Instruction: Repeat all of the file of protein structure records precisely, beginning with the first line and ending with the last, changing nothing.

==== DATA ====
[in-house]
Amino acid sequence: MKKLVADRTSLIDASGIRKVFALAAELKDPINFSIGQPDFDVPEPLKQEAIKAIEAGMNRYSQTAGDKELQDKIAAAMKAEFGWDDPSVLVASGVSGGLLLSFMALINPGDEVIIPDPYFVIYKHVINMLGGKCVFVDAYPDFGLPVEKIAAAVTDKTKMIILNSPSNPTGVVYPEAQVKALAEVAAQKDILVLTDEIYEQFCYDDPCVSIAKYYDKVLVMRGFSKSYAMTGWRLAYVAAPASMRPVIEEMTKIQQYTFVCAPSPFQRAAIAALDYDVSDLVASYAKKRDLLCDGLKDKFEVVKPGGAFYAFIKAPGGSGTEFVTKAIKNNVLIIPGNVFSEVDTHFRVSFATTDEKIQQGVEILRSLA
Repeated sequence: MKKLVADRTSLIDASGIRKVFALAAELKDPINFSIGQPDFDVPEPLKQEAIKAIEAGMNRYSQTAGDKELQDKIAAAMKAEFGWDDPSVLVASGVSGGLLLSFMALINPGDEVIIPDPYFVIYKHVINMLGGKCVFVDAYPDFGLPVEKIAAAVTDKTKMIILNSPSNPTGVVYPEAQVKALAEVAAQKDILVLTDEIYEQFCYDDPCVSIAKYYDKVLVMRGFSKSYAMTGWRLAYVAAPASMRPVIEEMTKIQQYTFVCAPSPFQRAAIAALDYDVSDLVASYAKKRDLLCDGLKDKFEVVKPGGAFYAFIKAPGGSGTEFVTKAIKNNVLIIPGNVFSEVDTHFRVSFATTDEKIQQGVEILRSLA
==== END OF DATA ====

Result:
[in-house]
Amino acid sequence: MKKLVADRTSLIDASGIRKVFALAAELKDPINFSIGQPDFDVPEPLKQEAIKAIEAGMNRYSQTAGDKELQDKIAAAMKAEFGWDDPSVLVASGVSGGLLLSFMALINPGDEVIIPDPYFVIYKHVINMLGGKCVFVDAYPDFGLPVEKIAAAVTDKTKMIILNSPSNPTGVVYPEAQVKALAEVAAQKDILVLTDEIYEQFCYDDPCVSIAKYYDKVLVMRGFSKSYAMTGWRLAYVAAPASMRPVIEEMTKIQQYTFVCAPSPFQRAAIAALDYDVSDLVASYAKKRDLLCDGLKDKFEVVKPGGAFYAFIKAPGGSGTEFVTKAIKNNVLIIPGNVFSEVDTHFRVSFATTDEKIQQGVEILRSLA
Repeated sequence: MKKLVADRTSLIDASGIRKVFALAAELKDPINFSIGQPDFDVPEPLKQEAIKAIEAGMNRYSQTAGDKELQDKIAAAMKAEFGWDDPSVLVASGVSGGLLLSFMALINPGDEVIIPDPYFVIYKHVINMLGGKCVFVDAYPDFGLPVEKIAAAVTDKTKMIILNSPSNPTGVVYPEAQVKALAEVAAQKDILVLTDEIYEQFCYDDPCVSIAKYYDKVLVMRGFSKSYAMTGWRLAYVAAPASMRPVIEEMTKIQQYTFVCAPSPFQRAAIAALDYDVSDLVASYAKKRDLLCDGLKDKFEVVKPGGAFYAFIKAPGGSGTEFVTKAIKNNVLIIPGNVFSEVDTHFRVSFATTDEKIQQGVEILRSLA